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Disruptions: Why Book Publishers Fail

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PUBLISHED JANUARY/FEBRUARY 2021

by Rudy Shur, Founder, Square One Publishers —


Rudy Shur

Learning how publishers fail can help you avoid some of the most common pitfalls you didn’t know existed.

When I started publishing books on my own, I was young, ambitious, and thought I knew the book industry. Looking back at that time, two out of three weren’t that bad. The more I worked as a small indie publisher, the more I came to realize I had a lot more to learn. One of the things I did back then was to read as many newsletters and magazines that dealt with our industry as I could. I did that not necessarily to learn about how publishers became successful—I never trusted those stories—but, rather, why publishers failed. The thing about these stories was there was no hype in these articles, only the unvarnished truth about how a company lost control of its operation. I found many of these stories helped me avoid some of the most common pitfalls I didn’t know existed.

In reading today’s trade journals and e-newsletters, it seems there are a lot fewer stories focused on business failures, although I don’t think there are any fewer today then there were back then. So, if you’re not going to read 20-year-old trade magazines, I would like to share some of the major pitfalls that made headlines—and are still as valuable today as they were then—as well as one of my own close calls.


Understanding Sell-Throughs

There was a small publisher in New York that seemed to hit it big. The distributor that represented their line of titles received an order from a bookstore chain for 10,000 copies of one of its titles that had an indirect connection to a hot national news story. The publisher did not have enough books on hand, so they immediately had their printer run 12,000 copies, just in case they needed more. Three weeks later, they received another request from their distributor for another 5,000 copies. They printed 6,000 copies and, two weeks after that, another order and another printing.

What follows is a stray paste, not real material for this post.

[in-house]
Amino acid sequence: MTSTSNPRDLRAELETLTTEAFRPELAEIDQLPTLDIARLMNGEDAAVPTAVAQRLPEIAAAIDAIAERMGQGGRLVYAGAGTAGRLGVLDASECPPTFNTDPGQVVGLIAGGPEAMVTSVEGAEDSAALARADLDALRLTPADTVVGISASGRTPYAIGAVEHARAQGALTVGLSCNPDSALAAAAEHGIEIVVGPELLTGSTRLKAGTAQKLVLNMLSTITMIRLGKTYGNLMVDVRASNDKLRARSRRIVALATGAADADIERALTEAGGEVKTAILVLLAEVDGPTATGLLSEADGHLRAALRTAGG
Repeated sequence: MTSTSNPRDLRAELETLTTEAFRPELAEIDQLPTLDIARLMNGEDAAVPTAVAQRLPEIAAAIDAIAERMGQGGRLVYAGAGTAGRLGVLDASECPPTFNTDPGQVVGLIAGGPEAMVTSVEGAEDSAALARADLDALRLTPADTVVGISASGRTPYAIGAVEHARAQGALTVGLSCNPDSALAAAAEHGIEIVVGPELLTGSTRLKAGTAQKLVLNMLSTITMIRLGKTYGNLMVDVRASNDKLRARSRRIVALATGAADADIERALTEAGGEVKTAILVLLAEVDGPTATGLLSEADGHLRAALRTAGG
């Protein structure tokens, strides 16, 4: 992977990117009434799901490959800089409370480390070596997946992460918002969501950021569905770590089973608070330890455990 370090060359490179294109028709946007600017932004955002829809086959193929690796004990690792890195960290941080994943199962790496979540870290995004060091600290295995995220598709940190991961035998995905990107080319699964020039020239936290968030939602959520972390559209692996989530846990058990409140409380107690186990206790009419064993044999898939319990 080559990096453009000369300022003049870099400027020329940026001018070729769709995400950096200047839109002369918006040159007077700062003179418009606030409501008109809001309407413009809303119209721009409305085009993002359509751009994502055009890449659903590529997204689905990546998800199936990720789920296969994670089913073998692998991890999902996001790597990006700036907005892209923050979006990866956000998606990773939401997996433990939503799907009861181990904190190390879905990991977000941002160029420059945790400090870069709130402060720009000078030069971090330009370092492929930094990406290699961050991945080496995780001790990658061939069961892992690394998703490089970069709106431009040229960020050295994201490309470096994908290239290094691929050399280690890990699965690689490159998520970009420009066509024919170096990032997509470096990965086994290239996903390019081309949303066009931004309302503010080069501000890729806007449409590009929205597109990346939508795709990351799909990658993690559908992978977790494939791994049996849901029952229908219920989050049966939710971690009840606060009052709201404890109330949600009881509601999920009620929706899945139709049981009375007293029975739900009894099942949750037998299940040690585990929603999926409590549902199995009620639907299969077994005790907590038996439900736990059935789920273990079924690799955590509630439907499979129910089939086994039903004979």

Halfway through their third printing, they received word that they would be receiving back approximately 10,000 copies. They called their printer to stop that last printing, but the book had been run. Within three weeks, that publisher was forced to declare bankruptcy.

The Lesson

When you get an unexpectedly large order from a bookstore chain, always ask the store buyer or your distributor’s rep how many copies have sold through, meaning how many copies have actually been purchased by customers before doing the next reprint. Unexpected returns have been the death of many publishers.


Success Can Kill

In the early 1990s, a Midwestern publisher had the good fortune to create a highly successful series of books to teach readers the basics of computers, later expanding into dozens of other areas. For almost a decade, the company became number one in the subject areas of books it produced. It seemed that all it had to do was place the series name on the cover and no matter what topic it covered, the book sold.

At a certain point, the company wanted to become a major player; in order to do that, it chose to double the size of its list by buying the rights to reprint other publishers’ series under its series name. The company also signed and published even more books within the series on almost any and all topics.

Unfortunately, these new markets/audiences responded very poorly even under the series name. Because of the cost of the expansion and the books’ poor sales, the company was forced to sell the business to their distributor.

The Lesson

If you are going to expand your list of books into new areas, always make sure you understand your audience and your marketplaces. Consider test marketing a title to learn whether the title will appeal to the consumer you are trying to reach.


Where’s the Money?

A common problem that brings down many publishers is not understanding the economic structure of publishing books. As a publishing house grows, its owner looks at its expenditures and income to judge its level of success. A company may grow 10-20% each year, but, at the end of the year, while the company shows a real profit on its IRS filing, its bank account is empty. What has the owner missed?